So now that Councilman Kleinschmidt has managed to one-up the edgier, more liberal West End of Chapel Hill (otherwise known as Carrboro) on his resolutions to make Chapel Hill a more accepting place for gay folk, what's next? For the past 10 years of my existence around here, I've noticed Carrboro has generally taken the lead as the trailblazer. I think the Burma resolution was first passed in Carrboro and I KNOW the "eat France first" resolution was first in Carrboro.
On Monday night, the Chapel Hill Town Council discussed the idea of beginning to place conservation easements on some town owned property to prevent that property from being developed in the future. Sally Greene pointed out that she felt the council should consider this since the council has been advocating for the university to do the same thing with much of their land along Bolin Creek. If the town council can't consider conservation easements on their own land, how can they expect the university to do the same thing?
Two weeks ago, a student at Chapel Hill High School reported that she had been raped by two fellow students in the woods across the street from her school. Later that same week, an employee at Britthaven nursing home was sexually attacked by a coworker while she was at work. In the background of these attacks looms an unsolved series of rapes and sexual assaults in Carrboro last month, assaults likely the work of one man.
For those of you old-timers, maybe this should be entitled "What's up with Old Well". Many of us remember that apartment complex as the cheapest option for student housing when we attended UNC. The apartment complex has shifted to being condos and has experienced a demographic shift so that most of the residents are Spanish-speaking immigrants trying to make ends meet on a less than desirable income.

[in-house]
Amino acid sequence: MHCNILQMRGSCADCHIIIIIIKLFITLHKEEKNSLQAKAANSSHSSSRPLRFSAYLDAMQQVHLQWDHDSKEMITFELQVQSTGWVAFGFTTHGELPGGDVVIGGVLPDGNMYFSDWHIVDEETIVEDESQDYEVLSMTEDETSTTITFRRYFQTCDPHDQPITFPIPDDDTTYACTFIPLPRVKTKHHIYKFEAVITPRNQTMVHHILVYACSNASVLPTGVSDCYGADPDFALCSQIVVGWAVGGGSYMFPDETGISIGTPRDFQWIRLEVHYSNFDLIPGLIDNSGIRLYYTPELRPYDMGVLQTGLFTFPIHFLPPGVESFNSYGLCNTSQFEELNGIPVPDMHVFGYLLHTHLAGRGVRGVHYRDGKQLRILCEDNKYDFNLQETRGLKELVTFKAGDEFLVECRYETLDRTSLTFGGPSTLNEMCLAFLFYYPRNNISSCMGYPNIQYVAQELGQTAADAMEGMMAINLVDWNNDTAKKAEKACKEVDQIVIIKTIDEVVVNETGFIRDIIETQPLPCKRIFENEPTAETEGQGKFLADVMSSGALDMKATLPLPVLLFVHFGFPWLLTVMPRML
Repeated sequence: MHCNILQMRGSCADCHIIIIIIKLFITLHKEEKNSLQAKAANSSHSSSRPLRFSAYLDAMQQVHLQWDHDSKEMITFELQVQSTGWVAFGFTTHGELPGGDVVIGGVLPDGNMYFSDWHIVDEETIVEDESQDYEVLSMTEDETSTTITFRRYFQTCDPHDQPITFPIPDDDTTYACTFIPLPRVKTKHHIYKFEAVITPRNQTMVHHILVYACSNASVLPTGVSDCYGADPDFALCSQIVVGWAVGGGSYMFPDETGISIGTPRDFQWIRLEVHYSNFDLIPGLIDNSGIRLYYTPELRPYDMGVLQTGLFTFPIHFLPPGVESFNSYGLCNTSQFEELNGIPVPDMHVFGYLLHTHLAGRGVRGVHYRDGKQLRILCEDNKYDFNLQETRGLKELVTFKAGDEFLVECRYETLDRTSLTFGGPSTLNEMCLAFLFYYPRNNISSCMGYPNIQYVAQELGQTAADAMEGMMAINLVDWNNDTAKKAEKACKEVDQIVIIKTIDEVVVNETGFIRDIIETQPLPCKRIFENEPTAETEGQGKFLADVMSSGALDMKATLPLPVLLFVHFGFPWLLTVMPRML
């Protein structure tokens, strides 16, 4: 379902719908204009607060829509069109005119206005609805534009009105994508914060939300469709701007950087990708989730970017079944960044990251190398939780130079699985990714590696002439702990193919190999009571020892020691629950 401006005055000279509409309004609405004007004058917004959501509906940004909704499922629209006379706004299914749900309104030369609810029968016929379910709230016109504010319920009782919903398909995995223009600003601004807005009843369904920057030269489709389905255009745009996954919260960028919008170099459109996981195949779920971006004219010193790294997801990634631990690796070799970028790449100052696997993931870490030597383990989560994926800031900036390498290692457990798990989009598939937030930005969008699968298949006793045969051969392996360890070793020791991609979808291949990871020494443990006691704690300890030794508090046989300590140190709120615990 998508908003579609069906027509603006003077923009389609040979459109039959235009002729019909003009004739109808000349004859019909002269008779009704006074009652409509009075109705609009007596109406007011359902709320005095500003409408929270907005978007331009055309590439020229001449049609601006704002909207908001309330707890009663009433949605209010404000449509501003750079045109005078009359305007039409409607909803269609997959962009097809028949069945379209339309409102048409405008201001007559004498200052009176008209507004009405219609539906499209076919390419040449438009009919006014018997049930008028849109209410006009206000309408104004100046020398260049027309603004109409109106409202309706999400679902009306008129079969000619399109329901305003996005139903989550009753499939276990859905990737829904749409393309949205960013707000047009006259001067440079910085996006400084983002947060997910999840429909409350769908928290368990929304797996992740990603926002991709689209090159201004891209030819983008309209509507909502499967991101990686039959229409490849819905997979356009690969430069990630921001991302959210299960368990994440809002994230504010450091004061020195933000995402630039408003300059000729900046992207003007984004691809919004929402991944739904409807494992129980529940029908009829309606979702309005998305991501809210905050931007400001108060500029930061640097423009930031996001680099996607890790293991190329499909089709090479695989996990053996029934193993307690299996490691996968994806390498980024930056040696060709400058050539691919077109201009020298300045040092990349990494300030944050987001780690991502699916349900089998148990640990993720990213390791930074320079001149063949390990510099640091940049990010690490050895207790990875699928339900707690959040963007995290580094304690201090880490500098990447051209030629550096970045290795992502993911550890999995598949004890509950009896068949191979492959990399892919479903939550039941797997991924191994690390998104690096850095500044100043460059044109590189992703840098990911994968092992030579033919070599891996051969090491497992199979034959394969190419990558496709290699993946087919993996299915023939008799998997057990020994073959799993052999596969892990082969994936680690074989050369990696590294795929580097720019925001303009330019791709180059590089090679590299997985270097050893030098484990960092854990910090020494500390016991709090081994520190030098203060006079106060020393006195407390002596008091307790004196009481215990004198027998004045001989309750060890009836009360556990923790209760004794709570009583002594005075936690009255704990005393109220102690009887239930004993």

The Herald Sun reports today that the Town Council will officially hear from it's downtown consultant tonight on their downtown market study. It's not surprising that the consultant advocates a further reliance on retail of home furnishings, movie theaters, etc. But it's disappointing to hear that they feel there is no need for new owner-occupied units downtown and no grocery store.
I love it when I can detect a certain love ... errr... affinity shared between our two leading North Carolina think tanks -- the Common Sense Foundation and the John Locke Foundation. The topic on which they seem to most often agree is the practice of government giving incentives (tax breaks, cold cash) to corporations in exchange for what is often a meager or nonexistent return on the investment. In the last week, both groups have issued rousing attacks on the practice, from a couple different angles.
On the heels of the impending destruction of University Inn in favor of another mixed-use development, we get news of yet another one planned for a tract out on Eubanks Road, across from the Northwood community. We're being surrounded!
,Well, it always amused me that the first thing the town/gown/merchant committee took up, while thinking about how to organize the effort to create a nonprofit downtown development entity, was whether to drop the downtown special tax. Oh, so that's the problem!